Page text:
How to ensure day-one success when completing public to private deals

Being told a company is being taken private can be a stressful and unsettling experience for impacted employees, who will have a lot of questions: ‘Will I be made redundant? What if I don’t like the new strategy or culture? What will happen to my share plan entitlements and other benefits? And, does this mean a lot more work for me?’

In order to preserve value, buyers should be sensitive to these employee perspectives when considering taking a listed group into private ownership. Although it is unlikely the buyer will be able to communicate directly with the target company’s employees prior to closing, buyers can, through their commercial decisions, ensure they inherit a healthy and stable workforce that is excited, rather than worried, about the company’s next chapter.

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Here are four issues buyers should consider when agreeing commercial terms and pricing offers:

1. Transition pay models slowly

In synergy planning, resist the temptation to identify savings immediately and instead look to integrate and harmonise pay structures slowly. For example, committing to maintain target total compensation levels for 12-24 months post-closing will allow employees to be financially secure during the sensitive period when they are deciding whether they like the new owner and/or the nature of their new role. This allows employees time to adjust, rather than jump ship prematurely.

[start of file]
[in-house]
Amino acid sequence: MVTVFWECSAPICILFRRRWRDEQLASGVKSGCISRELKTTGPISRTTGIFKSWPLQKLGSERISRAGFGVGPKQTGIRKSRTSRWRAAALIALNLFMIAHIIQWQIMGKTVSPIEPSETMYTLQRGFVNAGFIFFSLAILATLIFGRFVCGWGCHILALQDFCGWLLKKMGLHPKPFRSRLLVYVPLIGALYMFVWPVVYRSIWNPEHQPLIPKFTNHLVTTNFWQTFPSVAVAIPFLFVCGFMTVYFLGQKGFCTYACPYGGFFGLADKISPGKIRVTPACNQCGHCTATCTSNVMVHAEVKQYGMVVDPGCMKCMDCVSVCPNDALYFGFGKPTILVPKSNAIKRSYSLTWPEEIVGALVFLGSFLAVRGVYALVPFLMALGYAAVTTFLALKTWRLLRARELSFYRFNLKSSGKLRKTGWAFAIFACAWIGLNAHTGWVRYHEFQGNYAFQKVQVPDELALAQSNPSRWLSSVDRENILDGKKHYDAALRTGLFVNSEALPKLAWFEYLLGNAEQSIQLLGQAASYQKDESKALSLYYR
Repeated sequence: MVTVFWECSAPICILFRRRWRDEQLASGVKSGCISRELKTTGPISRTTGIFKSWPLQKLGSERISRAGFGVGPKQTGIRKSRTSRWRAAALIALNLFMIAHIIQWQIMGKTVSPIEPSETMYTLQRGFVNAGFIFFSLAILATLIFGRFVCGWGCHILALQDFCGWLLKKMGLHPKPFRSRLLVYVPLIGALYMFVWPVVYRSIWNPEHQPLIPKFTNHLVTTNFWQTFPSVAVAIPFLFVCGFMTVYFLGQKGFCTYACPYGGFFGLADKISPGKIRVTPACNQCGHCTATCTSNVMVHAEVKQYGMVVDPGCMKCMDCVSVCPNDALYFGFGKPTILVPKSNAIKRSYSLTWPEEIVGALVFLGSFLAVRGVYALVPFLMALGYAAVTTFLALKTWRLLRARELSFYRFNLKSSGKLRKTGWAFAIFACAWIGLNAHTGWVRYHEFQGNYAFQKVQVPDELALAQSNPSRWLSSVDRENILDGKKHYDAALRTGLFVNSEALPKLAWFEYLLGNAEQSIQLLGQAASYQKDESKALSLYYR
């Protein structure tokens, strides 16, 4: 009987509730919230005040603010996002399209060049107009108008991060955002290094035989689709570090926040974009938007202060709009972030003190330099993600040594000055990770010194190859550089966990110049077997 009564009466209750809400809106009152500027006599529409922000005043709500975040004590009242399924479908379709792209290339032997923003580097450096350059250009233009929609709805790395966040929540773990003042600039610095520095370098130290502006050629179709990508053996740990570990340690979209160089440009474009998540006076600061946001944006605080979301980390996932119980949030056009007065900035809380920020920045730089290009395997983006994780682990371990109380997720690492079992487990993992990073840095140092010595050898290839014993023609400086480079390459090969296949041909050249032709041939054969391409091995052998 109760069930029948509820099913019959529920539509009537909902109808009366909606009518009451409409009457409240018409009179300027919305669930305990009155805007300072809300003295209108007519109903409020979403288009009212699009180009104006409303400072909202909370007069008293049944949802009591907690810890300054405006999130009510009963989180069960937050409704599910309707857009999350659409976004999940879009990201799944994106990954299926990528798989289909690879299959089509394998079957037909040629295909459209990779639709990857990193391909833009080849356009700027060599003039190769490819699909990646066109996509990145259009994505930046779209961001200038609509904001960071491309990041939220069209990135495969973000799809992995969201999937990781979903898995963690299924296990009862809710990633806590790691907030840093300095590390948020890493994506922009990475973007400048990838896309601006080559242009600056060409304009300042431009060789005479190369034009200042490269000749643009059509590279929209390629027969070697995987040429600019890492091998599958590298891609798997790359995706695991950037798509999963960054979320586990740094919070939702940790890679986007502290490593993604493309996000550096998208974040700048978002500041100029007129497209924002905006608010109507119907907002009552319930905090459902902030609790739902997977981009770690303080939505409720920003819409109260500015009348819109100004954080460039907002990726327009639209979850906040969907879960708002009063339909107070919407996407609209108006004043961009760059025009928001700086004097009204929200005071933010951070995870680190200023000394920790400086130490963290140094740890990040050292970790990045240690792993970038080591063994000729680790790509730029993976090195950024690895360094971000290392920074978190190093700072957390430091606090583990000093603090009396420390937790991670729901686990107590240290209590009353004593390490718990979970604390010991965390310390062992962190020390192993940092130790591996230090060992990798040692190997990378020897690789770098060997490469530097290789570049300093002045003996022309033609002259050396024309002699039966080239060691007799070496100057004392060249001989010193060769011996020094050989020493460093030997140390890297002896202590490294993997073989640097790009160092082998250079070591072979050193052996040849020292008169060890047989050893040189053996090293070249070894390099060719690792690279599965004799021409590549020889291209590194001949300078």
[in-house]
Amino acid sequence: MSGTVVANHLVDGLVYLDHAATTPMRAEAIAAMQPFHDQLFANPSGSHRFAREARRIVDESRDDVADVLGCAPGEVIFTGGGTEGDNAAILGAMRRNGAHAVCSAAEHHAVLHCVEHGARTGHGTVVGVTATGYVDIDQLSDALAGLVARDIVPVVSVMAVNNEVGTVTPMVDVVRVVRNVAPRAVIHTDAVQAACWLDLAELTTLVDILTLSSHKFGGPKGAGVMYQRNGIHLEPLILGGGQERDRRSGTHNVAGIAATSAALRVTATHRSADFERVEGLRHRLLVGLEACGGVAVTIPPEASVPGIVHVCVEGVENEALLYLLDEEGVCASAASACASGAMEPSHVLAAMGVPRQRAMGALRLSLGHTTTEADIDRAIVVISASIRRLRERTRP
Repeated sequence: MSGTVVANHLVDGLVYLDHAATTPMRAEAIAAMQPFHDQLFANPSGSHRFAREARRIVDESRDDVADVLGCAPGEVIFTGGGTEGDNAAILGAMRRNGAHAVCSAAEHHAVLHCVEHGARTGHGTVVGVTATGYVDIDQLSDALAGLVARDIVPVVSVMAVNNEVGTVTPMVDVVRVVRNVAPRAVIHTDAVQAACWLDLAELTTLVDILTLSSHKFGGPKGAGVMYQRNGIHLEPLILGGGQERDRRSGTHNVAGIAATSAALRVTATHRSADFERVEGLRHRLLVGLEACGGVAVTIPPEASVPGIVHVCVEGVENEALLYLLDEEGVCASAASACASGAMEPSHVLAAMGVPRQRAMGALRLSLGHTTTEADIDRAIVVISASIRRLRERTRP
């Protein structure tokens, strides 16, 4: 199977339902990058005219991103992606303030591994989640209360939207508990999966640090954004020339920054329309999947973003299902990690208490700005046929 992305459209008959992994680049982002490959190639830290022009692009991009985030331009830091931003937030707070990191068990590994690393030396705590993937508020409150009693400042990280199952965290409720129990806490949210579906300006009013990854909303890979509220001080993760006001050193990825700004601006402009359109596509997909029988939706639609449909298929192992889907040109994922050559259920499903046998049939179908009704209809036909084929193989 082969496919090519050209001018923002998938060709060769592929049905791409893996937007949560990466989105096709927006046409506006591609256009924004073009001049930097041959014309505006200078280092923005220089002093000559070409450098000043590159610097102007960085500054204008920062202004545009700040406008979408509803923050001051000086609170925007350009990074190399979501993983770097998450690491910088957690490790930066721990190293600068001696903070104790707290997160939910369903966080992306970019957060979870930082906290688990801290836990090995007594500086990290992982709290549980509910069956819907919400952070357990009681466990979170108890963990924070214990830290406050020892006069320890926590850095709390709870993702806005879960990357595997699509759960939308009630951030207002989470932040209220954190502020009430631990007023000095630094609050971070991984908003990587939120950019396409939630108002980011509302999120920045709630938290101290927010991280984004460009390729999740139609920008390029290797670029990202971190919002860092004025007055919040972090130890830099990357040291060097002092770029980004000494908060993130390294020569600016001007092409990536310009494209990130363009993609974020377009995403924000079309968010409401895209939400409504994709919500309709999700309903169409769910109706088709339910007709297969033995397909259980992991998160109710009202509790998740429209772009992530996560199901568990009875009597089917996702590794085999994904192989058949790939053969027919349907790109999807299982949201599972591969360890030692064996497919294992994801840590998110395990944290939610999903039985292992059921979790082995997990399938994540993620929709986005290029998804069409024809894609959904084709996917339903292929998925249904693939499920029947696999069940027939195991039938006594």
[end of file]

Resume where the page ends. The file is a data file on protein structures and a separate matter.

2. Negotiate retention-based incentives to support transition

At the point of closing, some or all of the target management’s incentives may pay out. While assessing the cost impact of this is important, understanding if retention risk for key talent will be generated is also key.

Look for ways existing incentives could be repurposed to support post-closing retention for only incremental additional cost. This might involve guaranteeing a minimum level of annual bonus pay-out for everyone employed and not under notice at the payment date.

It could also mean replacing the value of long-term incentives that lapse on closing with new awards paying out on the same schedule, to ensure the amount of pay received year-on-year remains stable over the transition period.

3. Look for low-value, high-impact opportunities to reward workers

During the diligence process, try to understand what aspects of the employee value proposition the broader employee population regards highly. Public confirmations that no changes will be made to agile working policies or pension arrangements, or that foreshadowed cost of living pay rises will be honoured, could set a positive tone.

Where prized aspects can’t be maintained (for example, lucrative save-as-you-earn or share incentive plan schemes), upfront acknowledgement of this via one-off compensatory payments may have great impact for relatively little cost.

4. Offer increased certainty of treatment for outgoing employees

If employees know they will get a good exit package, they are less likely to resign prior to closing as a precautionary measure. Certainty could be given in financial terms (e.g. all employees will receive at least three months’ notice), or via commitments as to process (e.g. all employees will be paid in lieu of their notice period in a lump sum).

If the terms in relation to employment and remuneration are approached thoughtfully, they can drive a positive perception of the deal within the target workforce and set the acquisition up for day-one success.

Cara Hegarty is partner in the employment and incentives team at Linklaters